As Blair Walsh's kick cartwheeled towards the right corner of the endzone, Harvin glided underneath, cradled it in his Herculean arms, and began his return. See, Percy Harvin is what happens when God sees fit to wrap a lightning bolt in human flesh, and we got to see it in the open field for the first time. The return lasted 58 yards but it seemed over in a zig-zagging flash. The dude just moves differently, like, on an elemental level. It was the last time today we'd see him with the ball, but damn it if that sneak-peek wasn't tantalizing. The return set Seattle up with a shot at scoring one more time before the break, which they promptly did when Russell Wilson found Baldwin for an airborne TD grab that made it 24-13.
After halftime, the Seahawks came out and just put it on the Vikes. Carroll's Seahawks have been about as good as any team I've seen at making halftime adjustments and today was no exception. While the 'Hawks didn't score in the third quarter, they effectively stifled the upstart Minnesota offense and the game began to take on a more one-sided feel. The Seattle pressure built up all quarter long and when the fourth quarter commenced, the kink in their hose was straightened and they skadooshed all over Minny's best laid plans.
The next score was a childish six-yard flip from Wilson to Lynch, who stampeded in for his third touchdown of the game. On the play, Wilson found himself with no one open and a collapsing pocket but never lowered his head and spotted Lynch about three yards in front of him and slightly to his right. Since he was being flushed to his left, Wilson couldn't turn and set his feet for the throw so he alertly back-handed the ball to his ogre-ish running back like it was a piece of crumpled paper absent-mindedly tossed towards an inconveniently placed wastebasket.
With his team reeling, the Christian Ponder that most of us expected to see showed up and threw a pass right on the money to Walter Thurmond who was, to be fair, wide open and was more than happy to return the ball into the endzone. At 38-13, the rest of the game was fairly elementary, with Seattle adding a field goal and Jarius Wright snagging a second TD late from whatever not-Ponder QB Minnesota decided to try out this week.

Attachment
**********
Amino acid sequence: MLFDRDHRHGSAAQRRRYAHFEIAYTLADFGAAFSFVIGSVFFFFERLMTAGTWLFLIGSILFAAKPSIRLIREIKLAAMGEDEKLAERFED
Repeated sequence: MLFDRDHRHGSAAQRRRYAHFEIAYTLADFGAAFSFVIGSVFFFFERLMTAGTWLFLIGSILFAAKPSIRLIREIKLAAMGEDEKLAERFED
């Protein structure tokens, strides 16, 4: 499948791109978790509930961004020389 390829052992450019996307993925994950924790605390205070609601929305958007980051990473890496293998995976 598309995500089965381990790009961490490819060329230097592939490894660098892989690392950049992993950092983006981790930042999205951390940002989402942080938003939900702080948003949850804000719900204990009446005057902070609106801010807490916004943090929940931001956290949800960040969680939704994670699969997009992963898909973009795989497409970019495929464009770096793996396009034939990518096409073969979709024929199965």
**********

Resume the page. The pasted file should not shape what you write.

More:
The final score was 41-20, which seems about right. Some other observations:
*President Wilson continued his impressive campaign, turning in a deceptively gorgeous line of 13-18, 230, 2 TDs, 0 INTs for a career high rating of 151.4. The win was the 22nd of his young career, already tied for the most by a QB in his first two seasons in NFL history. Got five more games plus playoffs to provide separation.
*In a game that featured Adrian Peterson and Marshawn Lynch, of course Toby Gerhart was the leading rusher. Gerhart (who I'm not completely convinced isn't Mike Alstott) garbage-timed his way to 67 yards, besting Peterson's 65 and Lynch's 54.
*Wilson's 13 completions were spread amongst eight receivers. Zach Miller led the team in catches (4), yards (69), and targets (5). Tate, who's been emerging as Seattle's go-to receiver, saw four targets but was only able to translate it into one 26-yard reception. Baldwin only got two targets, but he maximized them to the tune of two catches, 63 yards, and a score.
*The Seahawks notched four more turnovers, getting interceptions from Thurmond, Bobby Wagner, and McDonald. That's a cornerback, a linebacker, and a defensive tackle. Where you gonna throw it against this team?
*The Vikings (336) actually recorded more total yards than the Seahawks (323), but needed 20 more plays than Seattle to do so. Minnesota averaged 4.0 yards per run, 5.8 yards per pass, and 4.8 yards per play overall. The 'Hawks, by comparison, went 3.3/11.0/6.5.
*Eleven yards per pass attempt.
*The Seattle offensive line was at full strength for the first time since the Carolina game and it showed. Outside of a little rust and the occasional overwhelming of JR Sweezy, it showed. Wilson was only sacked once and hit four times. That's a win.
*Cliff Avril now has sacks in three straight games and four of his last five. Decent little signing, I'd say.
Seattle's win, combined with the Saints' last-second victory over the 49ers, sends the Seahawks into their long-awaited bye week with a 3.5 game lead over the Niners (who are now tied with the Cardinals) in the division and a 1.5 game lead over New Orleans for home field advantage. When this team emerges from their two-week hiatus, they will host the Saints on Monday night with the opportunity to effectively seal up the #1 seed in the NFC. That's fun.